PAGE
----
The primary reason for Egypt's current travails has much more to do with the choices Egyptians have made and the circumstances those choices have created than the policies of the Obama administration, let alone any sins of omission and commission, writes Aaron David Miller in Foreign Policy.
Many observers see the military’s removal of President Morsi from office as a step backward for democracy and the rule of law. We spoke with a former Egyptian official who believes the opposite and sees the current situation as an example of democracy in action. Moushira Khattab provides context on the evolution of Egyptian politics.
The next year may be more turbulent than the last one. Handled well, it could also be more productive, writes Robin Wright in The New York Times.
Widespread and intense protests in Egypt raise serious questions about the stability and future of President Mohamed Morsi’s government. David Ottaway talks about the current crisis and its implications for future democratic reforms.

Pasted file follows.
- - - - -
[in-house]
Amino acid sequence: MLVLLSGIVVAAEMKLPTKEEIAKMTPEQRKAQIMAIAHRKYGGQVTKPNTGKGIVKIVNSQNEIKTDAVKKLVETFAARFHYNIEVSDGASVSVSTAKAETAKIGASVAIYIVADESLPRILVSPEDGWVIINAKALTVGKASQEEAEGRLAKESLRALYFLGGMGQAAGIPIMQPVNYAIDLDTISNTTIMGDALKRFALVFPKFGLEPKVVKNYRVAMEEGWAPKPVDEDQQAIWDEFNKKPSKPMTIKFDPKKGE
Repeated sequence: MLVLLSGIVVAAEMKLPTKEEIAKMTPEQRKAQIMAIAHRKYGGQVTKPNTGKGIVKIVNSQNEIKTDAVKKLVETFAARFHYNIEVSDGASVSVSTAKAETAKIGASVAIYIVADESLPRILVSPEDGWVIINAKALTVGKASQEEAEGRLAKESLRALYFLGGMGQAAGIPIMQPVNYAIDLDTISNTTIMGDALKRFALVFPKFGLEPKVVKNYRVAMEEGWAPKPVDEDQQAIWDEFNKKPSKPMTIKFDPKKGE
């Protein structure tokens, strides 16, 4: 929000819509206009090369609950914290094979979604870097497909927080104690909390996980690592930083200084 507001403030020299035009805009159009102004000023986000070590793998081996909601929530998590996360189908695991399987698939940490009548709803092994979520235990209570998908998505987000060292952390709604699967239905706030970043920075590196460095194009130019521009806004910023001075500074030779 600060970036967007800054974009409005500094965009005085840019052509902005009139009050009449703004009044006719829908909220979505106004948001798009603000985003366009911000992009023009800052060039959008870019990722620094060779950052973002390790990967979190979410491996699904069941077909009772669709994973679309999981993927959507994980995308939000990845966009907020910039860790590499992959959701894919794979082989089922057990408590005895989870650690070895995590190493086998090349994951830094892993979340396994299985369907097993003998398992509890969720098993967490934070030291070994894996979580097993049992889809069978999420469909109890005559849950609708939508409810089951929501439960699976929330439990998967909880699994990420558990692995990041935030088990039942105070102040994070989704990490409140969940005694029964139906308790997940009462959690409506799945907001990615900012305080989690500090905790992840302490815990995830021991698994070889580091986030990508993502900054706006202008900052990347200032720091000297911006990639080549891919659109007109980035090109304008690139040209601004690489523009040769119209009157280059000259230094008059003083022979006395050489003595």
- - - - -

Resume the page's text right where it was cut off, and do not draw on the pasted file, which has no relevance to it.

John Kerry has made the Middle East peace process a major priority of his term as secretary of state. But the prospects of success are not very high. That raises the question of what Kerry's strategy is -- and what his motivations are, writes Aaron David Miller in Foreign Affairs.
Middle East Program Director Haleh Esfandiari has a piece in the New York Review of Books blog on Iran’s new president Hassan Rouhani called “Iran’s Man in the Middle.”
The Middle East Program offers the latest news on the Iranian presidential election of June 2013, based on a selection of Iranian news sources. The Iran Election Update is a daily summary of up-to-date information with links to news in both English and Farsi. It includes the latest developments and analysis of news about the upcoming election.
As the gerontocratic rulers of the House of Saud plot to appoint successors, the inside fight to lead the kingdom is heating up, writes senior scholar David Ottaway.
Will Iran’s new president defuse the confrontation with the United States over the Islamic Republic’s nuclear program? Rowhani has the credentials to bring a new spirit to the talks writes Michael Adler in Breaking Defense.
With just about everyone expecting the need for a runoff, it came as a significant surprise when moderate presidential candidate Hassan Rouhani captured more than 50 percent of the vote. A late surge of enthusiasm and some key endorsements gave Rouhani the victory and seems to have given new life to Iran’s reform movement. Haleh Esfandiari, the Wilson Center’s Middle East Program Director, provides context.